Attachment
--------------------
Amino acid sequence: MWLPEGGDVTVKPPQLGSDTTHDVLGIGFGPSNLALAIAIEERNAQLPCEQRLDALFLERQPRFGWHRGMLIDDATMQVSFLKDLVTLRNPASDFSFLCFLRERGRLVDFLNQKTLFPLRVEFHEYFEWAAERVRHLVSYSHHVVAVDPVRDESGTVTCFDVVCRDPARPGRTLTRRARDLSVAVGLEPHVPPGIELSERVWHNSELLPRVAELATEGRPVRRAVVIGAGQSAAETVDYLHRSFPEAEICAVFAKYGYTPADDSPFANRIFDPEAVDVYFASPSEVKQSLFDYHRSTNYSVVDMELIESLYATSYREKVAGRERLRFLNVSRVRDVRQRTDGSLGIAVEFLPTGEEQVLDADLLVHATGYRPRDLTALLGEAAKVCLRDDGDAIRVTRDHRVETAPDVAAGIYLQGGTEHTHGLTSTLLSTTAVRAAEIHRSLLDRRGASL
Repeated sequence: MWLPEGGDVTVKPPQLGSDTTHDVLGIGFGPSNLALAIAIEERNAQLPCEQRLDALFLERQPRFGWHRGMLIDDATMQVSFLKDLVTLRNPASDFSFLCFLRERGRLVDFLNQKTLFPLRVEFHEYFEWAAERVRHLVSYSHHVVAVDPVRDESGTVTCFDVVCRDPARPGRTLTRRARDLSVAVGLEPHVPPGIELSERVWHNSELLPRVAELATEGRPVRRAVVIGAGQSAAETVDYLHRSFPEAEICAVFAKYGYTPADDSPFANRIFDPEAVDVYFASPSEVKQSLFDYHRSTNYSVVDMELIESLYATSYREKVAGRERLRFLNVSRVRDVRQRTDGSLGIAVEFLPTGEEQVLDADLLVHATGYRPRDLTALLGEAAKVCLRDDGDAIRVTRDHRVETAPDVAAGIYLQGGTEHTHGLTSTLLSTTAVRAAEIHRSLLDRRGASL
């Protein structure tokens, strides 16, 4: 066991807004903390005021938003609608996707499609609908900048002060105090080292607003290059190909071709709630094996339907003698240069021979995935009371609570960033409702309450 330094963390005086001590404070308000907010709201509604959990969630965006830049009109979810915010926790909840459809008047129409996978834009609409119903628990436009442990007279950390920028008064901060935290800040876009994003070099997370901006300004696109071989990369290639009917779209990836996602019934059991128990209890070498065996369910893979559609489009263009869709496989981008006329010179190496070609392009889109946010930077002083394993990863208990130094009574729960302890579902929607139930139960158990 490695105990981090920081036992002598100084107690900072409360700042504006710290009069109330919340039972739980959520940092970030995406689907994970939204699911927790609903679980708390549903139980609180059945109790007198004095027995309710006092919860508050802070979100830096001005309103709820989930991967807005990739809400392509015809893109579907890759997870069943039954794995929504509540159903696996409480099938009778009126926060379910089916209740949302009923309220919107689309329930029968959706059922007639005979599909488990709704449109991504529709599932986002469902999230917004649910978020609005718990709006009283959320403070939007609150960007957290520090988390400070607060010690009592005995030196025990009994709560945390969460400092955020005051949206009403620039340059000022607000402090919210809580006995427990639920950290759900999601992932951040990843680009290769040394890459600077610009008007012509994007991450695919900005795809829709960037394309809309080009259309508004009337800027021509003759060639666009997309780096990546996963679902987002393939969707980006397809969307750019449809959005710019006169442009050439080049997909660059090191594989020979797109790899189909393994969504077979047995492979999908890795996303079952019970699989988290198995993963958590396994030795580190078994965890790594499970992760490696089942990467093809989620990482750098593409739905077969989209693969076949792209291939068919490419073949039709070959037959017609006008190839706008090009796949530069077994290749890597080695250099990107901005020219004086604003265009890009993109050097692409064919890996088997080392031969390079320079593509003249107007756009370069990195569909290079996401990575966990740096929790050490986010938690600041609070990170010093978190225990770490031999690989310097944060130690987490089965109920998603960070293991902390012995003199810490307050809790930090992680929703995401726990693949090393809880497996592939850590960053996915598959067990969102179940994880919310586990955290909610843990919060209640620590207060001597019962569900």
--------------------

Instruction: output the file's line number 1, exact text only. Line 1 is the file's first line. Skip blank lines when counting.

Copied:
Amino acid sequence: MWLPEGGDVTVKPPQLGSDTTHDVLGIGFGPSNLALAIAIEERNAQLPCEQRLDALFLERQPRFGWHRGMLIDDATMQVSFLKDLVTLRNPASDFSFLCFLRERGRLVDFLNQKTLFPLRVEFHEYFEWAAERVRHLVSYSHHVVAVDPVRDESGTVTCFDVVCRDPARPGRTLTRRARDLSVAVGLEPHVPPGIELSERVWHNSELLPRVAELATEGRPVRRAVVIGAGQSAAETVDYLHRSFPEAEICAVFAKYGYTPADDSPFANRIFDPEAVDVYFASPSEVKQSLFDYHRSTNYSVVDMELIESLYATSYREKVAGRERLRFLNVSRVRDVRQRTDGSLGIAVEFLPTGEEQVLDADLLVHATGYRPRDLTALLGEAAKVCLRDDGDAIRVTRDHRVETAPDVAAGIYLQGGTEHTHGLTSTLLSTTAVRAAEIHRSLLDRRGASL